TALLAHASSEE, Fla. – Incoming Senate President Bill Galvano is promising that lawmakers won’t do anything to block the nearly dozen constitutional amendments that voters passed this month.
The Legislature has come under fire in the past for allegations that it ignored amendments or approved laws limiting their scope. But Galvano said during a media availability Friday that the “people have spoken,” and “I want to make sure we are being true to the intent of the voters.”
He added that legislators are not going to “slow walk” implementation of the amendments.
Voters on Nov. 6 passed 11 measures dealing with topics ranging from taxes to vaping indoors and casino gambling.
The gambling measure, known as Amendment 3, requires voter approval for proposals that would expand casino gambling in the state. Galvano said he would like Florida to follow other states and permit betting on sports events such as football games.
But he said the Senate is still looking at whether the newly passed amendment would require lawmakers to put a sports-betting referendum on the ballot.
Voters approved 11 of the 12 amendments that appeared before them on the ballot. Only Amendment 1 --- which would have increased the homestead property-tax exemption --- failed to get the required 60 percent approval from voters to pass.
Voters also gave the nod to Amendment 4, which restores voting rights to most felons who have served their sentences. The amendment is estimated to impact 1.4 million people. Galvano said he didn’t support the amendment, but he said it comes to the Legislature with “greater weight” because it was passed by voters.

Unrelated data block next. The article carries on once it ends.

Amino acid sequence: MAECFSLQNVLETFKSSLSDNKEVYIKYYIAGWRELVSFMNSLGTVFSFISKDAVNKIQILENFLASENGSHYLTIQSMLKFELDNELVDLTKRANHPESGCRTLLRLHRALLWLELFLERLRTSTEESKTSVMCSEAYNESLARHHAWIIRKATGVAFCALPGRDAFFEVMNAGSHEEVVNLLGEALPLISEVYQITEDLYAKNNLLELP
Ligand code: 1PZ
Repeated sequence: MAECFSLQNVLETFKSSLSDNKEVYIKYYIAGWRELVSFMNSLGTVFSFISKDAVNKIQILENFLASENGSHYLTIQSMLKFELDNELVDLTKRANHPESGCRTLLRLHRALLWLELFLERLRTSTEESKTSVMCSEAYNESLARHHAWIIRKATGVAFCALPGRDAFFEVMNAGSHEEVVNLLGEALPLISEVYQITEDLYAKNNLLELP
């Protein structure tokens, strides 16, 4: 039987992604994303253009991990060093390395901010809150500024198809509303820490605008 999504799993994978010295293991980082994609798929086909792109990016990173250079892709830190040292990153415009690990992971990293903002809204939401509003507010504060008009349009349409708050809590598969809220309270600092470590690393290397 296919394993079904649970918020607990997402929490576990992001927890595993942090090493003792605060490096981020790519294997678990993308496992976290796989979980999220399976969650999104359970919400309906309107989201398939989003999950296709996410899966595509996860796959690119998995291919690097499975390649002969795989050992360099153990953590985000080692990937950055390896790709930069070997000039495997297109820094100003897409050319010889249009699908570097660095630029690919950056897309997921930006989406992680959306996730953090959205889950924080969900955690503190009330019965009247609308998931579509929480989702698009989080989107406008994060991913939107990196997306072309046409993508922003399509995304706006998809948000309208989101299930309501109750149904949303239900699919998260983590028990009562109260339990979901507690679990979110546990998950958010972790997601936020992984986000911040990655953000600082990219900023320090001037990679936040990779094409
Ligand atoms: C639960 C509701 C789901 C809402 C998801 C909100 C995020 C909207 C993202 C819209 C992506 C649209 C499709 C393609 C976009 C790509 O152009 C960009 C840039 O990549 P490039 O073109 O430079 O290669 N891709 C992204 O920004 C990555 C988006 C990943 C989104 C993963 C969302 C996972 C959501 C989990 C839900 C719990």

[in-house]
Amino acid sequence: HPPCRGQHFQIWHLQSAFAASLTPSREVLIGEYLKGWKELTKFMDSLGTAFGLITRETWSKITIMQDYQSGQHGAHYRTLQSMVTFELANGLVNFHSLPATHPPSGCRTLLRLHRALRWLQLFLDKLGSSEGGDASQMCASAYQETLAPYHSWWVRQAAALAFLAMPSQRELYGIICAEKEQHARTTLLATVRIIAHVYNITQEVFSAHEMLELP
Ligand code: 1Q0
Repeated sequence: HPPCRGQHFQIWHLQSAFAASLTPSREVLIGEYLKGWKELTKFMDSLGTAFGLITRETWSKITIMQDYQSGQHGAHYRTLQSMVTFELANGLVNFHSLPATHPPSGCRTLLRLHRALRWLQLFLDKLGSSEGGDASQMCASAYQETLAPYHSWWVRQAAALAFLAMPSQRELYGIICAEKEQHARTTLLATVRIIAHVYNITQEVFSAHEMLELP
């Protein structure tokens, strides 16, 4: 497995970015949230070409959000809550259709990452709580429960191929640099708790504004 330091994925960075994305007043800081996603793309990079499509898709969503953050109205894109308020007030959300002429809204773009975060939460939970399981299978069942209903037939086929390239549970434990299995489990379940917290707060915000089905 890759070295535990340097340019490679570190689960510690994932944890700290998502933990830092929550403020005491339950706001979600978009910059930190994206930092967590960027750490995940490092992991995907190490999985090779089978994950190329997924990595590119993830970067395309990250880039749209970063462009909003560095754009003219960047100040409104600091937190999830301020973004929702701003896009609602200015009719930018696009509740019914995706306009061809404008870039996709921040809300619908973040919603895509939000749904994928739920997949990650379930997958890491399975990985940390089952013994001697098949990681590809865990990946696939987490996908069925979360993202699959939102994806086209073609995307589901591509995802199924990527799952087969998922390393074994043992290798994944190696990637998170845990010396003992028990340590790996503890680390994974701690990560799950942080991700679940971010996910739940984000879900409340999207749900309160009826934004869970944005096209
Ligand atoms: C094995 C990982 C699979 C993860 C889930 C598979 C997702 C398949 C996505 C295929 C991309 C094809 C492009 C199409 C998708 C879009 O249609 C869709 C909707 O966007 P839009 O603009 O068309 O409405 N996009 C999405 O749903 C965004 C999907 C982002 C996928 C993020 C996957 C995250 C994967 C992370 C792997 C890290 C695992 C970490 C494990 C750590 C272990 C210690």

“We have to do it right, we’re not going to slow walk it, but we have to make sure it’s done right and implemented correctly,” said Galvano, a Bradenton Republican who will formally become Senate president during an organization session Tuesday.
While it received relatively little campaign attention, a measure that called for new lobbying restrictions was the most popular of the amendments. The lobbying proposal, known as Amendment 12, received support from 78.9 percent of voters, far exceeding the 60 percent threshold needed to pass constitutional amendments. The measure, in part, will ban state and local elected officials from lobbying for six years after they leave office.
The constitutional amendments were put on the ballot by the Constitution Revision Commission, the Legislature and through petition drives.
Others that passed included Amendment 5, which will make it harder for the Legislature to authorize or raise taxes; Amendment 9, which bars offshore oil drilling and vaping and the use of electronic cigarettes in indoor workplaces; and Amendment 13, which will ban greyhound racing at pari-mutuel facilities.
Lawmakers have clashed with backers of some constitutional amendments in the past. As an example, the Legislature has been embroiled in a series of lawsuits about whether it has properly carried out a 2016 constitutional amendment that broadly legalized medical marijuana.